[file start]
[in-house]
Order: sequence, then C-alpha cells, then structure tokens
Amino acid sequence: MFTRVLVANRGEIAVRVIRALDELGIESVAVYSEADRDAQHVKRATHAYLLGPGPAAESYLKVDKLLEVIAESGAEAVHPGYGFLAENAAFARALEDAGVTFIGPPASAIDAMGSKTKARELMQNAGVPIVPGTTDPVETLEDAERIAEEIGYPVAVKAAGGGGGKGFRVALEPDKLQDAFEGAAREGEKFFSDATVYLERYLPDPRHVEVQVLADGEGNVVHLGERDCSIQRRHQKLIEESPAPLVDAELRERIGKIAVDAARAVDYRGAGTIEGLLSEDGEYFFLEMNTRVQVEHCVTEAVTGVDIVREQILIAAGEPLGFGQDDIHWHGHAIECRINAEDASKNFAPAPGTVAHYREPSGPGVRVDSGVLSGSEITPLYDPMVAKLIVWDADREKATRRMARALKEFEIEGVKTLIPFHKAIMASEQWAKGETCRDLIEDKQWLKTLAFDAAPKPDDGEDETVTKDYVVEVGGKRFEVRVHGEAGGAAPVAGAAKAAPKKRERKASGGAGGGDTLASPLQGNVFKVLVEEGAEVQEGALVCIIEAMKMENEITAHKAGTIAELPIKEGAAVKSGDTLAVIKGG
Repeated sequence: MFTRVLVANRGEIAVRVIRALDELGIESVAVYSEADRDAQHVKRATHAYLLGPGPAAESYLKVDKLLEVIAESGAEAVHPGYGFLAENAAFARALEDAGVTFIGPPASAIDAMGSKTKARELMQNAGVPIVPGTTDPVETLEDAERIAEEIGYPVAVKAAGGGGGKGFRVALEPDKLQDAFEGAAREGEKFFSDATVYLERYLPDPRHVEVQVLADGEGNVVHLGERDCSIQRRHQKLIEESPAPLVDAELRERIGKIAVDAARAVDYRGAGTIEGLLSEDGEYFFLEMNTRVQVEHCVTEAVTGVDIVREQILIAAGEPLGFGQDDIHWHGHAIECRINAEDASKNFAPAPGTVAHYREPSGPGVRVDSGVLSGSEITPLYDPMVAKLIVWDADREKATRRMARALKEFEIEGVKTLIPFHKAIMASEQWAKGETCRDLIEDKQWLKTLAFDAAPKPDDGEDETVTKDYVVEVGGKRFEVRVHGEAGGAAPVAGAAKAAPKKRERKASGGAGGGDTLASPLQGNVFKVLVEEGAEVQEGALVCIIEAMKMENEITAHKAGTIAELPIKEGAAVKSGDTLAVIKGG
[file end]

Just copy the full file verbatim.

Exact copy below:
[in-house]
Order: sequence, then C-alpha cells, then structure tokens
Amino acid sequence: MFTRVLVANRGEIAVRVIRALDELGIESVAVYSEADRDAQHVKRATHAYLLGPGPAAESYLKVDKLLEVIAESGAEAVHPGYGFLAENAAFARALEDAGVTFIGPPASAIDAMGSKTKARELMQNAGVPIVPGTTDPVETLEDAERIAEEIGYPVAVKAAGGGGGKGFRVALEPDKLQDAFEGAAREGEKFFSDATVYLERYLPDPRHVEVQVLADGEGNVVHLGERDCSIQRRHQKLIEESPAPLVDAELRERIGKIAVDAARAVDYRGAGTIEGLLSEDGEYFFLEMNTRVQVEHCVTEAVTGVDIVREQILIAAGEPLGFGQDDIHWHGHAIECRINAEDASKNFAPAPGTVAHYREPSGPGVRVDSGVLSGSEITPLYDPMVAKLIVWDADREKATRRMARALKEFEIEGVKTLIPFHKAIMASEQWAKGETCRDLIEDKQWLKTLAFDAAPKPDDGEDETVTKDYVVEVGGKRFEVRVHGEAGGAAPVAGAAKAAPKKRERKASGGAGGGDTLASPLQGNVFKVLVEEGAEVQEGALVCIIEAMKMENEITAHKAGTIAELPIKEGAAVKSGDTLAVIKGG
Repeated sequence: MFTRVLVANRGEIAVRVIRALDELGIESVAVYSEADRDAQHVKRATHAYLLGPGPAAESYLKVDKLLEVIAESGAEAVHPGYGFLAENAAFARALEDAGVTFIGPPASAIDAMGSKTKARELMQNAGVPIVPGTTDPVETLEDAERIAEEIGYPVAVKAAGGGGGKGFRVALEPDKLQDAFEGAAREGEKFFSDATVYLERYLPDPRHVEVQVLADGEGNVVHLGERDCSIQRRHQKLIEESPAPLVDAELRERIGKIAVDAARAVDYRGAGTIEGLLSEDGEYFFLEMNTRVQVEHCVTEAVTGVDIVREQILIAAGEPLGFGQDDIHWHGHAIECRINAEDASKNFAPAPGTVAHYREPSGPGVRVDSGVLSGSEITPLYDPMVAKLIVWDADREKATRRMARALKEFEIEGVKTLIPFHKAIMASEQWAKGETCRDLIEDKQWLKTLAFDAAPKPDDGEDETVTKDYVVEVGGKRFEVRVHGEAGGAAPVAGAAKAAPKKRERKASGGAGGGDTLASPLQGNVFKVLVEEGAEVQEGALVCIIEAMKMENEITAHKAGTIAELPIKEGAAVKSGDTLAVIKGG